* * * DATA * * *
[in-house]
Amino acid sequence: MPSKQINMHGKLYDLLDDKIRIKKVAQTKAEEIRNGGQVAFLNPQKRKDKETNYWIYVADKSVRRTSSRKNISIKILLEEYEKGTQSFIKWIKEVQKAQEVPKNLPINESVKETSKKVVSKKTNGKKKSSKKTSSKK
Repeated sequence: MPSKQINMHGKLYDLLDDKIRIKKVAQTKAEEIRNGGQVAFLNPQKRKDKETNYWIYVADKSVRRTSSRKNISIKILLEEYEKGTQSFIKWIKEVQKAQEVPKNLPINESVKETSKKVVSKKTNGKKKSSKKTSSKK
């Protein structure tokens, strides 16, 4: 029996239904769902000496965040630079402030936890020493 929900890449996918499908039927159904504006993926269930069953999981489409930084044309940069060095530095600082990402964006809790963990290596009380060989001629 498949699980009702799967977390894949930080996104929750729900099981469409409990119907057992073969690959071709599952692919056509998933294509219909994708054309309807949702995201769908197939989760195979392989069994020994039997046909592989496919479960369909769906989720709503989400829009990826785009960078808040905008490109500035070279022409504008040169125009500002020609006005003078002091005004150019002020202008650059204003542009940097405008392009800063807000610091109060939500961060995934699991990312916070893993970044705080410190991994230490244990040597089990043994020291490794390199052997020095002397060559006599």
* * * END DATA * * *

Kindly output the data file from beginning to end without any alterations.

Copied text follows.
[in-house]
Amino acid sequence: MPSKQINMHGKLYDLLDDKIRIKKVAQTKAEEIRNGGQVAFLNPQKRKDKETNYWIYVADKSVRRTSSRKNISIKILLEEYEKGTQSFIKWIKEVQKAQEVPKNLPINESVKETSKKVVSKKTNGKKKSSKKTSSKK
Repeated sequence: MPSKQINMHGKLYDLLDDKIRIKKVAQTKAEEIRNGGQVAFLNPQKRKDKETNYWIYVADKSVRRTSSRKNISIKILLEEYEKGTQSFIKWIKEVQKAQEVPKNLPINESVKETSKKVVSKKTNGKKKSSKKTSSKK
């Protein structure tokens, strides 16, 4: 029996239904769902000496965040630079402030936890020493 929900890449996918499908039927159904504006993926269930069953999981489409930084044309940069060095530095600082990402964006809790963990290596009380060989001629 498949699980009702799967977390894949930080996104929750729900099981469409409990119907057992073969690959071709599952692919056509998933294509219909994708054309309807949702995201769908197939989760195979392989069994020994039997046909592989496919479960369909769906989720709503989400829009990826785009960078808040905008490109500035070279022409504008040169125009500002020609006005003078002091005004150019002020202008650059204003542009940097405008392009800063807000610091109060939500961060995934699991990312916070893993970044705080410190991994230490244990040597089990043994020291490794390199052997020095002397060559006599």